Your game should remain fun no matter what the dice say. If you need to change the outcome of the dice for the game to continue to be interesting, something is wrong. There are plenty of methods to rig your game behind the scenes that avoid fudging completely. Design stronger monsters. Drop in reinforcements for either side. Introduce a new element to the encounter. Get creative with the story — do not fudge the rolls!

If you do, it might be hard to stop.

Fudging begins innocently. You want to save a player from death or make a combat more interesting. Yet, over time, you will discover yourself fudging more and more. As this use grows, the randomness of D&D disappears and it becomes a story you’re telling with the help of your players and their random elements. Effectively, you are railroading the game by not respecting the dice.

If you do not want to live by the dice and be forced to innovate, then only use them when necessary or play another RPG that does not rely on dice and randomness as a key storytelling element.

Fudging does not make you a worse person, player, or DM; it's a technique used by many. However, I think it does hinder and erode creativity. It can be used as an easy crutch, especially in situations when the game risks becoming a slog. With clever tactics and on-your-feet thinking, though, fudging becomes an unneeded endeavor.

True fudging can only happen behind screens. Remove the nudge to fudge by going screenless.

Leaving a DM screen beside the table removes a barrier between the DM and the players and lets dice be rolled in the open, thereby preventing fudging and forcing innovation.

A Mix of Both Methods

Of course, both methods can work in actual play. Keep the screen up if you want, hide your notes, maps, miniatures, and anything else you want to behind it and roll in the open. It keeps the best of both worlds: your players aren't snooping through your notes and you are rolling across the table, allowing everyone to see. Some people, like me, prefer the all or nothing gameplay of a screen or no screen, but whose to say you cannot appreciate both styles at once?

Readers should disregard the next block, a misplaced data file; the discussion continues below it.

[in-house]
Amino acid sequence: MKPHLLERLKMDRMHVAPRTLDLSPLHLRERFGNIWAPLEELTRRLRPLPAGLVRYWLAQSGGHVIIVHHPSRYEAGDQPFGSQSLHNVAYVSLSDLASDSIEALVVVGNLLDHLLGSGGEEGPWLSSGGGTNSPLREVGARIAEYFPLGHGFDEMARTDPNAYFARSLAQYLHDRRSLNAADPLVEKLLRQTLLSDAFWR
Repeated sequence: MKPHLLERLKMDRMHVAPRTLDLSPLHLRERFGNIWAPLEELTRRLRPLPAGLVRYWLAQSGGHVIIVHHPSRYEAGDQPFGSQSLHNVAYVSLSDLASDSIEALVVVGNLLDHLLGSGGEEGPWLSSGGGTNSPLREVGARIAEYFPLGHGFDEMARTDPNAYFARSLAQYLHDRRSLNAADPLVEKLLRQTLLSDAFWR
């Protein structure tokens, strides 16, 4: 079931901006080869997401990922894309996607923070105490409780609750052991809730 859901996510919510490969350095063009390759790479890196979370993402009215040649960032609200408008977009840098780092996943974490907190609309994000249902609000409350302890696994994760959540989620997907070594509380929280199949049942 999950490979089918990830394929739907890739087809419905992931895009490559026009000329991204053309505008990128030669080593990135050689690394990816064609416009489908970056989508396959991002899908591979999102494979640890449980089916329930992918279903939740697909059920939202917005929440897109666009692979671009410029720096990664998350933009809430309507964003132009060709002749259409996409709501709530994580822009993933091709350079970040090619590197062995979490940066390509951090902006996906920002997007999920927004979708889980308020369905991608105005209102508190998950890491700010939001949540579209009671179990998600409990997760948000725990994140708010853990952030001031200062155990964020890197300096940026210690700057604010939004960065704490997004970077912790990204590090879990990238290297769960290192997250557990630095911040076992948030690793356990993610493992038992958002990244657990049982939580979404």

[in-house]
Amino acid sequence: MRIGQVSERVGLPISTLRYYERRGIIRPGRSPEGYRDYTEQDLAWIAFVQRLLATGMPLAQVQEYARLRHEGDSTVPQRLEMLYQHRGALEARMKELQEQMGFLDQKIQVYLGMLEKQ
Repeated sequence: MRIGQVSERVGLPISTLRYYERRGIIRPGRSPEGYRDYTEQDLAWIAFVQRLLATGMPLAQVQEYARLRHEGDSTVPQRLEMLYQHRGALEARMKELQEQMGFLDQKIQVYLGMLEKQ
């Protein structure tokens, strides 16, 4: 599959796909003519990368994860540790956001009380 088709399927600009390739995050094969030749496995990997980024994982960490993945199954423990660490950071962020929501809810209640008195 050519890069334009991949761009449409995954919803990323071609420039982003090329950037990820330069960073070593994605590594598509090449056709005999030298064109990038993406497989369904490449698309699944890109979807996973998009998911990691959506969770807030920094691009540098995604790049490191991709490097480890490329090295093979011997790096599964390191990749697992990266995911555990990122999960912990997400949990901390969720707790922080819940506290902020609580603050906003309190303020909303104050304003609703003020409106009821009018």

Lessons Learned

As you can probably tell, I am not an advocate of using a DM screen or fudging, but both have their benefits. People are free to use a screen at their table and fudge the dice. Let me be clear: it does not make you any less of a DM when you fudge the dice. It's just not how I prefer to play. 

Let’s recap both arguments:
  • Using a DM screen obscures notes from prying eyes and allows the fudging of rolls or other pertinent information like monster hit points. Use a screen if you want to ensure the game remains fun no matter what the dice say.
  • Not using a DM screen lets the players see your dice rolls, ensures the game remains based on randomness when it's supposed to, and forces you to innovate and introduce new ideas to the story if something goes wrong. Do not use a screen if you want your players to be more engaged at the table, you want to respect the dice, and be forced to innovate and create.
  • If preferable, mix both methods. Hide your notes behind a screen and roll in the open.
The art on DM screens is wondrous indeed, but they are the source of much trouble. Drop the screen. Open up the table. Stay creative.

I just released my first product on the DMsGuild. Titled Villain Backgrounds Volume I, it's a supplement dedicated to helping Dungeon Masters build layered foes with just as much personality and drive as the player characters. Check it out here!

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First piece of art credit: Art by Titus Lunter.


  1. I have my screen set up to one side, with notes and maps behind it. I roll in the open, in front of me unless it's a PC detecting traps or the like where it's in the interest of the game for the player not to know the result before planning their next move.

    1. That is a perfect split between the two! I like your approach.